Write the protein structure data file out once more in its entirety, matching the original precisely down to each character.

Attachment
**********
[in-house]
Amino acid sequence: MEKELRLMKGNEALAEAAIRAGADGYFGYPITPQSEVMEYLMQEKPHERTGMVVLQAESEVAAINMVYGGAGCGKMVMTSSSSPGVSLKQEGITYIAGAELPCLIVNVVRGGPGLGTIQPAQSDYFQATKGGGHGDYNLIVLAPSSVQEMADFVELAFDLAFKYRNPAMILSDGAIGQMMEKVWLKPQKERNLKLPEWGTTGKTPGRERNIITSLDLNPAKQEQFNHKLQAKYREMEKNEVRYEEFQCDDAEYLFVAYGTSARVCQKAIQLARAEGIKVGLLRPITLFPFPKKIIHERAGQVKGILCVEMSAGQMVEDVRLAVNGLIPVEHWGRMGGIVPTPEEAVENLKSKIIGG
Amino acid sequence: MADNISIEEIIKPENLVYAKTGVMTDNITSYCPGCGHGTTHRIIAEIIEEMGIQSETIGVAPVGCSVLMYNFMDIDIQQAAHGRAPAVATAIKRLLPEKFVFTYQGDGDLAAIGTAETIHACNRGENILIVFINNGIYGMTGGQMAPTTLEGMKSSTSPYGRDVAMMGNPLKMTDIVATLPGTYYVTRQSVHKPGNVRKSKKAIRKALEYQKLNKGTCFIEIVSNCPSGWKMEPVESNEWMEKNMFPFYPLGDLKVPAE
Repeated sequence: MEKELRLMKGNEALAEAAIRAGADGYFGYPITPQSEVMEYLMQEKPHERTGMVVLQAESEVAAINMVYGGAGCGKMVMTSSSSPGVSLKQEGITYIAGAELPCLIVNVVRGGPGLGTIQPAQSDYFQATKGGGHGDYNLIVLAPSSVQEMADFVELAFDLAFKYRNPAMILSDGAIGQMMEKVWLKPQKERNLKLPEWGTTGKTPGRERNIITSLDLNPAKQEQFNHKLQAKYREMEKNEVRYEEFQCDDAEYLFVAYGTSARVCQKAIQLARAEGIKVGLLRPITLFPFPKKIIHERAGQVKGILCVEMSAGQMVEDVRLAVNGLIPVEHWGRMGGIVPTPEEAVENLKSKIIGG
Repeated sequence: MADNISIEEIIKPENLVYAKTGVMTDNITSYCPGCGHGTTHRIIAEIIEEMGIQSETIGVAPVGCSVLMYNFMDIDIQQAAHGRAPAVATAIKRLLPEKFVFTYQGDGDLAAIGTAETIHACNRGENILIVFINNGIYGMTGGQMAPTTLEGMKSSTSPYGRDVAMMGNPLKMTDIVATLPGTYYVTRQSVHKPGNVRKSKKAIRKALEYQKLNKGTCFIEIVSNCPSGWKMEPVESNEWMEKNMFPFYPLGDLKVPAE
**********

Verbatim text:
[in-house]
Amino acid sequence: MEKELRLMKGNEALAEAAIRAGADGYFGYPITPQSEVMEYLMQEKPHERTGMVVLQAESEVAAINMVYGGAGCGKMVMTSSSSPGVSLKQEGITYIAGAELPCLIVNVVRGGPGLGTIQPAQSDYFQATKGGGHGDYNLIVLAPSSVQEMADFVELAFDLAFKYRNPAMILSDGAIGQMMEKVWLKPQKERNLKLPEWGTTGKTPGRERNIITSLDLNPAKQEQFNHKLQAKYREMEKNEVRYEEFQCDDAEYLFVAYGTSARVCQKAIQLARAEGIKVGLLRPITLFPFPKKIIHERAGQVKGILCVEMSAGQMVEDVRLAVNGLIPVEHWGRMGGIVPTPEEAVENLKSKIIGG
Amino acid sequence: MADNISIEEIIKPENLVYAKTGVMTDNITSYCPGCGHGTTHRIIAEIIEEMGIQSETIGVAPVGCSVLMYNFMDIDIQQAAHGRAPAVATAIKRLLPEKFVFTYQGDGDLAAIGTAETIHACNRGENILIVFINNGIYGMTGGQMAPTTLEGMKSSTSPYGRDVAMMGNPLKMTDIVATLPGTYYVTRQSVHKPGNVRKSKKAIRKALEYQKLNKGTCFIEIVSNCPSGWKMEPVESNEWMEKNMFPFYPLGDLKVPAE
Repeated sequence: MEKELRLMKGNEALAEAAIRAGADGYFGYPITPQSEVMEYLMQEKPHERTGMVVLQAESEVAAINMVYGGAGCGKMVMTSSSSPGVSLKQEGITYIAGAELPCLIVNVVRGGPGLGTIQPAQSDYFQATKGGGHGDYNLIVLAPSSVQEMADFVELAFDLAFKYRNPAMILSDGAIGQMMEKVWLKPQKERNLKLPEWGTTGKTPGRERNIITSLDLNPAKQEQFNHKLQAKYREMEKNEVRYEEFQCDDAEYLFVAYGTSARVCQKAIQLARAEGIKVGLLRPITLFPFPKKIIHERAGQVKGILCVEMSAGQMVEDVRLAVNGLIPVEHWGRMGGIVPTPEEAVENLKSKIIGG
Repeated sequence: MADNISIEEIIKPENLVYAKTGVMTDNITSYCPGCGHGTTHRIIAEIIEEMGIQSETIGVAPVGCSVLMYNFMDIDIQQAAHGRAPAVATAIKRLLPEKFVFTYQGDGDLAAIGTAETIHACNRGENILIVFINNGIYGMTGGQMAPTTLEGMKSSTSPYGRDVAMMGNPLKMTDIVATLPGTYYVTRQSVHKPGNVRKSKKAIRKALEYQKLNKGTCFIEIVSNCPSGWKMEPVESNEWMEKNMFPFYPLGDLKVPAE